But aside from the IMAX screen in a tiny apartment possibilities, the other thing I took note of was something that’s both semantic and philosophical. Referring to the device’s passthrough capabilities, Apple CEO Tim Cook called the Vision Pro “the first Apple product you look through and not at.” The first thing you see when you put on the headset is indeed your immediate environment, and a small dial increases or decreases the amount of “the real world” that mixes into whatever augmented reality is laid on top. Now, if you haven’t been following AR/VR/XR development closely, you would be excused for thinking that augmented reality is done by projecting new images on top of some sort of glass or lens through which one’s normal vision passes through. (This is actually how the Microsoft HoloLens works.) Apple is doing something different, more like the Magic Leap, which is to create an all digital viewing experience. Wearing the glasses, you are not looking optically at the real world. You’re looking at a screen on which is a video feed from the device’s front-facing cameras, which makes Cook’s “through not at” comment marketing speak rather than fact. According to anonymous Apple employees quoted on this week’s ATP podcast, it’s “a convincing illusion.” I know this is getting a bit Plato’s Cave, but think about this: in both positive and negative ways, more and more of our lives have migrated to the digital sphere since Nicholas Negroponte waxed on about the benefits of this transition in his overly optimistic 1995 book, Being Digital. If a long-term plan is to have us wear devices like the Vision Pro most of the day, our daily reality will simply be a digital — which is to say manipulatable — representation.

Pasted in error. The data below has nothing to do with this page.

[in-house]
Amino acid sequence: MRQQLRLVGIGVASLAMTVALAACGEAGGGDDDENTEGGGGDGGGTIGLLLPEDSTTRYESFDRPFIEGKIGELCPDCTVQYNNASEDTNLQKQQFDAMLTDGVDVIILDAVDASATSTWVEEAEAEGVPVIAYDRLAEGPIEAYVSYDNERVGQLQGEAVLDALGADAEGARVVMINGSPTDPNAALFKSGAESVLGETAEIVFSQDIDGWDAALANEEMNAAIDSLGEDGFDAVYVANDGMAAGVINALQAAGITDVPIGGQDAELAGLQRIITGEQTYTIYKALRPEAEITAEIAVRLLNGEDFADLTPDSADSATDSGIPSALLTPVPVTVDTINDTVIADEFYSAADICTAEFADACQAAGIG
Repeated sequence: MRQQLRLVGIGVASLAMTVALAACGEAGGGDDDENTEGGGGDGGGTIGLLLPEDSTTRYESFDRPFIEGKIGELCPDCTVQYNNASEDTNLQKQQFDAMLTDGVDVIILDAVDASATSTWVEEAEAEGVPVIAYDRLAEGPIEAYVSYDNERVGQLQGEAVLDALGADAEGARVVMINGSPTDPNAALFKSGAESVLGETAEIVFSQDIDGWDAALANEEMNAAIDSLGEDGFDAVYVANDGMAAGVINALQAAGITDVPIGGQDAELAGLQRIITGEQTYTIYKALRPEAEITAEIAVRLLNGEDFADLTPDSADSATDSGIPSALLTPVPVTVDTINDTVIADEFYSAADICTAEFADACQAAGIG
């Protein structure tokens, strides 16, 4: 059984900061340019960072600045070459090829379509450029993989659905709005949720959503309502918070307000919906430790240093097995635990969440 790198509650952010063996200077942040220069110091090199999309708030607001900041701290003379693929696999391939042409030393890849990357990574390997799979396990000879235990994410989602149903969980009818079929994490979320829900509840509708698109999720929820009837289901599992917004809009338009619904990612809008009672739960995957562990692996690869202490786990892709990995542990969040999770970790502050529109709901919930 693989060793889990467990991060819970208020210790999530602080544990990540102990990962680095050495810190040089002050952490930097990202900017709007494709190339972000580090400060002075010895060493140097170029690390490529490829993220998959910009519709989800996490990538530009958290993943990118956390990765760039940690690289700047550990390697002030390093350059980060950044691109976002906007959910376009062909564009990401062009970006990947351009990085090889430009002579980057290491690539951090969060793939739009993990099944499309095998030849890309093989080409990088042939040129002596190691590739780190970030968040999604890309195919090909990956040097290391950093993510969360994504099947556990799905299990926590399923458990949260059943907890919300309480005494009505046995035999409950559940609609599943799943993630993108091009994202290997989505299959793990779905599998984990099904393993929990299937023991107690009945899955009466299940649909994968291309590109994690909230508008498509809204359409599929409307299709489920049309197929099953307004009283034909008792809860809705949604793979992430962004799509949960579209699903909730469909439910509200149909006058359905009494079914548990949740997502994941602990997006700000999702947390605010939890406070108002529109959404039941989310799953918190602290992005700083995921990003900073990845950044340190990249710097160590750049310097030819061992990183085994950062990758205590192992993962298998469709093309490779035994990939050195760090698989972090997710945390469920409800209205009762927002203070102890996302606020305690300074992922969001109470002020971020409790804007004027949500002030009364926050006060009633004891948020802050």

In a recommended edition of his Stratechery newsletter, Ben Thompson writes further, discussing the Apple Vision Pro in the context of the move in photography from single lens reflex cameras to mirrorless ones. He also pivots interestingly in the latter part of his newsletter to reservations about the device, which he otherwise finds impressive. He constructs a highly plausible narrative from isolated scenes in the Apple demo. In the first, a children’s birthday party is captured as a 3D video by the Vision Pro. In the second the video is watched by a man sitting alone on a couch. Writes Thompson, “Note the empty house: what happened to the kids? Indeed, Apple actually went back to this clip while summarizing the keynote, and the line ‘for reliving memories’ struck me as incredibly sad. I’ll be honest: what this looked like to me was a divorced dad, alone at home with his Vision Pro, perhaps because his wife was irritated at the extent to which he got lost in his own virtual experience.”